A PORTISHEAD conservation group is calling on the community to make protecting salt marshes their New Year’s resolution.

The Friends of Portbury Wharf have worked with Natural England, the government's adviser for the environment, to put up new guideposts on the salt marsh asking walkers, runners, cyclists, and their dogs to stay near the sea wall embankment.

Portbury Wharf salt marsh is one of the most important habitats within the parishes of Portishead and Portbury, a Site of Special Scientific Interest (SSSI) which comes under the authority of Natural England.

North Somerset Times: One of the damaged mid marsh survey areasOne of the damaged mid marsh survey areas (Image: Contributed)

The marsh acts as a refuge and feeding ground for rare and migratory wading birds, hosts unique plants, and captures significant amounts of carbon, helping to fight global warming.

However, the salt marsh has been damaged by an increase in traffic since the COVID lockdowns.

With many hundreds of feet walking across it this SSSI has reached a tipping point and will only recover if those who enjoy it walk by the sea wall and not out onto the salt marsh.

To track the progress of the marsh’s recovery Natural England and the Friends have marked off several damaged areas.

Volunteers will monitor the changes over the coming months and years, recording which plants recolonise to help work out how best to protect the salt marsh.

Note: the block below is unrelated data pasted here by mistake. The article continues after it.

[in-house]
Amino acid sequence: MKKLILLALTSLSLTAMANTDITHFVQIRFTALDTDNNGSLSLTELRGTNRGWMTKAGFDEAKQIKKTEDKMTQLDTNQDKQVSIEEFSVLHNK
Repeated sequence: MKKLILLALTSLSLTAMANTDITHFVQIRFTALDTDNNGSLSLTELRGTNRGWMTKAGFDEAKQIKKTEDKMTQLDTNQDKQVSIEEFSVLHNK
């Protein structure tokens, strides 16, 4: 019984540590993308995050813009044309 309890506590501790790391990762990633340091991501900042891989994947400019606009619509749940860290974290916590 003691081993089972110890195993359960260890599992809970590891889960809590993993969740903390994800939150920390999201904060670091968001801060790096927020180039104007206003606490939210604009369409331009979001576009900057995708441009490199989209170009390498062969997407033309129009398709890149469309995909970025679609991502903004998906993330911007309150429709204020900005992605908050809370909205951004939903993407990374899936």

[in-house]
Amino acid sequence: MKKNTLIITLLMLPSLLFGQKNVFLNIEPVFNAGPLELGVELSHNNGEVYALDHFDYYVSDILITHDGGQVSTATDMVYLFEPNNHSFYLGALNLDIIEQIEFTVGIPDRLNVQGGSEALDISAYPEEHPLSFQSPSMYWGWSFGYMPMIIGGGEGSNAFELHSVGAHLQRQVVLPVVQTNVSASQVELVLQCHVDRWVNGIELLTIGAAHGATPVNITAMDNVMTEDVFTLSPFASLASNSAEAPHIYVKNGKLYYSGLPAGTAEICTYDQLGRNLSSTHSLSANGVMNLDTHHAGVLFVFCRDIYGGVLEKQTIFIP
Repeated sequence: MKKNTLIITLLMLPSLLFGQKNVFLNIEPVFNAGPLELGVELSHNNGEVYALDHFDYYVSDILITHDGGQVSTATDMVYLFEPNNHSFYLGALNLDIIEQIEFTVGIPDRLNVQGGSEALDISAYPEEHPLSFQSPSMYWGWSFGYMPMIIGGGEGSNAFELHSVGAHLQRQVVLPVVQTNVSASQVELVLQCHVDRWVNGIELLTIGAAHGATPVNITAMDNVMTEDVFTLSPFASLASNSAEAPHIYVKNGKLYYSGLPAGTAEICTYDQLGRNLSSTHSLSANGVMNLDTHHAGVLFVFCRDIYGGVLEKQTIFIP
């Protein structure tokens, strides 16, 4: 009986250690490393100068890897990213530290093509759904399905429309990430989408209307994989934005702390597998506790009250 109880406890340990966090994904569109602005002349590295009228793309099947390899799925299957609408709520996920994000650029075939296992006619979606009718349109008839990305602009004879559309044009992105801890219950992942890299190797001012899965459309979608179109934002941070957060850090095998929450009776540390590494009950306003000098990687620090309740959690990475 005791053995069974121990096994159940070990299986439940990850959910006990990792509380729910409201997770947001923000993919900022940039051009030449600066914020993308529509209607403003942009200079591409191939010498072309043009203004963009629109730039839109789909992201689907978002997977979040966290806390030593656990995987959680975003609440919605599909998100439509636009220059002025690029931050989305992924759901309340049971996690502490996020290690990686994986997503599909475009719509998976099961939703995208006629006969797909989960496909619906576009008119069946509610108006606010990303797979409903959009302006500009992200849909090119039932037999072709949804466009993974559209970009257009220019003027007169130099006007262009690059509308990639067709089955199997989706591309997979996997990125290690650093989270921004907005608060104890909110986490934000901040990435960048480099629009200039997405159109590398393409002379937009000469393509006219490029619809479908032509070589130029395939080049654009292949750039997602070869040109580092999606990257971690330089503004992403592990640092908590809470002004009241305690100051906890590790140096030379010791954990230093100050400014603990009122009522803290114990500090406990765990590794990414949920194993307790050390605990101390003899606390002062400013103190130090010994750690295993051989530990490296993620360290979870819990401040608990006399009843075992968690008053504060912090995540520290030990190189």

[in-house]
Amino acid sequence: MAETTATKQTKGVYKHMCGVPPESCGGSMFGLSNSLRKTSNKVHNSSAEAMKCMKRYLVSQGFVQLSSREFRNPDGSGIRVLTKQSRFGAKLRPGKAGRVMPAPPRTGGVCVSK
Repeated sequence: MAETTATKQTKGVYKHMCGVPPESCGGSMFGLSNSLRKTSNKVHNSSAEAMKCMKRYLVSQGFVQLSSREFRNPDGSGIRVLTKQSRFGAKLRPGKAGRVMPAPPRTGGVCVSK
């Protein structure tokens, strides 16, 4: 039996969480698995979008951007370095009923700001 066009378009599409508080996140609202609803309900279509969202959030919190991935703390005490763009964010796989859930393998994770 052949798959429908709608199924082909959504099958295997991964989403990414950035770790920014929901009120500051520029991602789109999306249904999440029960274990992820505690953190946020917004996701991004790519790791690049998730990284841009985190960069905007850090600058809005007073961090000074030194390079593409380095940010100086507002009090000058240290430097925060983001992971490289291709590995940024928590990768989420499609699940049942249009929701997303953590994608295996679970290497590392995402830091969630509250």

North Somerset Times: One of the marker posts at the bottom of the sea wall asking visitors to stay to the landward sideOne of the marker posts at the bottom of the sea wall asking visitors to stay to the landward side (Image: Friends of Portbury Wharf)

A spokesperson for the group said: “The success of this project very much depends on support from the community.

“Each one of us holds the future of the salt marsh in our hands. By far the easiest way of helping the salt marsh is to keep to the landward side of the guideposts by the sea wall whenever you visit.”

“Knowing which plants grow back and how quickly will be key to the future biodiversity of the marsh and the wider area. For centuries this salt marsh has been safeguarding wildlife and burying carbon. We hope that it can be returned to its full potential under our watch".

Anyone wishing to learn more can visit the group's website or find the Friends on Facebook.